By Brian Turk
By Drew AIles
By Taylor Boylston
By Bree Davies
By Emerald O'Brien
By Gina Tron
By Jon Solomon
"I kind of sold out," he admits. "I grew up playing in black clubs; I never even thought I'd play for a white audience. I used to wear fat gold ropes around my neck. But they decided that they wanted me to cross over to the pop market, so they said, 'Wear these baggy pants and this glitter.' And when I said, 'No, no, no,' they said, 'Here's a million dollars.' And to a guy who never really had anything, that persuaded me really good.
"I look back on it and think, I shouldn't have done that. But to anybody who was coming up in my position, I bet they would have done the same damn thing. Money talks, bullshit walks. I was like a puppet on a string, and by doing what they did, they made me seem like I was a novelty. It kind of put me in the New Kids With Snot category, and I wasn't like that; I was really dedicated to my music. But it made me money, so I guess it wasn't all bad."
The profits that To the Extreme generated were certainly mammoth, but according to Van Winkle, they would have been even more substantial if Marion "Suge" Knight hadn't thrust himself into the picture. As co-founder and CEO of Death Row Records, an imprint known for launching the careers of Tupac Shakur and Snoop Doggy Dogg, Knight was riding high until 1997, when he was tossed into a California prison for violating probation on a previous assault conviction. As a result of this and other setbacks, the Death Row empire is crumbling--but Van Winkle says it wouldn't have been built in the first place if Knight hadn't strong-armed him into handing over some of his royalties.
"What went down was, I came up to my hotel room in L.A., and Suge had a bunch of people in the room," recounts Van Winkle, who first shared his story with Diane Sawyer on an episode of the ABC newsmagazine program Prime Time. "And these guys slapped around my bodyguards, showed them that they had a pistol and scared the hell out of them--and they were big guys, as big as a football team. Then they took me out to the balcony--we were way up high, on the twentieth floor or something--and Suge said, 'You're going to sign these papers I've got here, or something's going to happen.' And I got the picture really fast. Basically, I signed the papers, which gave him some points off of my music--millions of dollars' worth of points. And that was the money that started Death Row. Snoop Dogg, Tupac and all that wouldn't have happened like it did without my money."
Knight has denied these assertions, but Van Winkle continues to stick by them. As for Knight's current plight, Ice does his best not to gloat. "I guess there's some satisfaction over Suge's deal, but not with the artists," he says. "Because they can't be blamed for him. I like Tupac and all the acts that were on Death Row, and I figure they got manipulated just like me. I'm sure it was pretty scary for them, too."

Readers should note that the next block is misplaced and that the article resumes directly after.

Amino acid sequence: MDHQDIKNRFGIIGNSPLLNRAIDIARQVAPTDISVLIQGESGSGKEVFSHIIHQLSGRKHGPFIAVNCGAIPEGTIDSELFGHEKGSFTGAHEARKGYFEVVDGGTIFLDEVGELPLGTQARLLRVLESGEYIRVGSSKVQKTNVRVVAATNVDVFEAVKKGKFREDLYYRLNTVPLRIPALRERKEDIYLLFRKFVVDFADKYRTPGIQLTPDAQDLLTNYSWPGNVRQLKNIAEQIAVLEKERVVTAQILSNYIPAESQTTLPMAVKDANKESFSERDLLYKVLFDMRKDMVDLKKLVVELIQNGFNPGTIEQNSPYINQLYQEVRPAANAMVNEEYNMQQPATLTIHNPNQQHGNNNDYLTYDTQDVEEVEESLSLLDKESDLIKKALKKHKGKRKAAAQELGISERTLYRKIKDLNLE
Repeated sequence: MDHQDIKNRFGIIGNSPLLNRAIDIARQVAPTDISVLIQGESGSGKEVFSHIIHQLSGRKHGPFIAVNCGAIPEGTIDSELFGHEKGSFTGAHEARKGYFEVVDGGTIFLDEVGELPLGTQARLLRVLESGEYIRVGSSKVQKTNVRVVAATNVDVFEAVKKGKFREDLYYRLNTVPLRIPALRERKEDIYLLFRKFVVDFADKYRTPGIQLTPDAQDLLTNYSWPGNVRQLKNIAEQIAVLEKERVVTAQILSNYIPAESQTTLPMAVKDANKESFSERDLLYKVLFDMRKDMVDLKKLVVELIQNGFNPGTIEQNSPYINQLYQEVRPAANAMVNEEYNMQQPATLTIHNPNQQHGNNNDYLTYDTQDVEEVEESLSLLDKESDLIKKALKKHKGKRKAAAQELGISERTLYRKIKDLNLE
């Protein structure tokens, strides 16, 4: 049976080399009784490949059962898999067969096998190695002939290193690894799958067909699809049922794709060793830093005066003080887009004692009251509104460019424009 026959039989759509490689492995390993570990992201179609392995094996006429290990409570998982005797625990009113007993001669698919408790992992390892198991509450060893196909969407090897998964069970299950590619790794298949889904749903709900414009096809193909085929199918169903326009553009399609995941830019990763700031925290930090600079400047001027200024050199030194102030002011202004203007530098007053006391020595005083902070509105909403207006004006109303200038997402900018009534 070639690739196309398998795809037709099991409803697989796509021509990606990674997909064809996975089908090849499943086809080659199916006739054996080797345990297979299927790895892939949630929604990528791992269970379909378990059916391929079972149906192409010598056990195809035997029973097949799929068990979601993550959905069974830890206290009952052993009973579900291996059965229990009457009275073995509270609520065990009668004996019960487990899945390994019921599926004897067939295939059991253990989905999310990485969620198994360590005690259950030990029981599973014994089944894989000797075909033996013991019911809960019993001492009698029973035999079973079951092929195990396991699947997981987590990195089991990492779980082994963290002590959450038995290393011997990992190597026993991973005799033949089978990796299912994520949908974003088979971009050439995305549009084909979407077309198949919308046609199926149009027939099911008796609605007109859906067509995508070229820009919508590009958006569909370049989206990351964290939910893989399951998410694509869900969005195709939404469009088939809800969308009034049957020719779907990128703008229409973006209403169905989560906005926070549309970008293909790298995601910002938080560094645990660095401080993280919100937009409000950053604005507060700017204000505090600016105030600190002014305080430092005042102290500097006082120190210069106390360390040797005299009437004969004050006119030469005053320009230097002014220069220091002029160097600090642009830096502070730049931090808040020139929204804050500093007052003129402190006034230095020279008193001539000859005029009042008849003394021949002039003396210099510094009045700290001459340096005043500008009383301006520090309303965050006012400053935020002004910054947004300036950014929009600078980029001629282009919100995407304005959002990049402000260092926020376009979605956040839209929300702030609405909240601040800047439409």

Equally frightening for Van Winkle was the rapidity with which his immense fame vanished. The popularity of "Ice Ice Baby," which found the Vanilla One rapping lines like "I'm killing your brains like a poisonous mushroom" over a track borrowed from the David Bowie and Queen collaboration "Under Pressure," helped lift a second single, "Play That Funky Music," to hit status. (The latter, a variation on the 1976 one-shot by Wild Cherry, contained the memorable chant "Go, white boy! Go, white boy!") But attempts to establish Van Winkle as a film star pretty much ended with the 1991 box-office ca-tastrophe Cool as Ice and a cameo in the cinematic landmark Teenage Mutant Ninja Turtles II: The Secret of the Ooze. Likewise, his second platter, 1991's Extremely Live, fell off the charts after only four weeks. Van Winkle tried to reinvent himself as a hardcore rapper with the 1994 disc Mind Blowin', but the public yawned.
Ice seemed to be heading for the horizon on the Obscurity Express until last year, when his long-silent phone began ringing again. "People started calling me, wanting me to do shows, and the response has been unbelievable," he declares. "At first I was kind of iffy. I didn't really know what to expect, but I just figured I'd go after it and tackle it and whatever happens, happens. But the Lord has blessed me. He really has."
Inspired by his success in concert, Van Winkle decided to go back into the studio again. He doesn't have any label support for his recording sessions--by his own choice, he asserts: "I didn't want anybody telling me what to do, so I'm putting my own money into it and executive-producing it myself." He adds that he's getting vocal assistance on the offering from the Bloodhound Gang, who invited Ice to rap on "Boom," a cut from the band's last release.
A few years ago Van Winkle was pleading poverty, but he now insists that he's set for life as a result of his debut album's mega-sales and revenues from To the Extreme, a Miami sporting-goods store that he owns. "It's not about the money for me anymore," he says. "It's about the fulfillment I get from the crowd. There's nothing like it."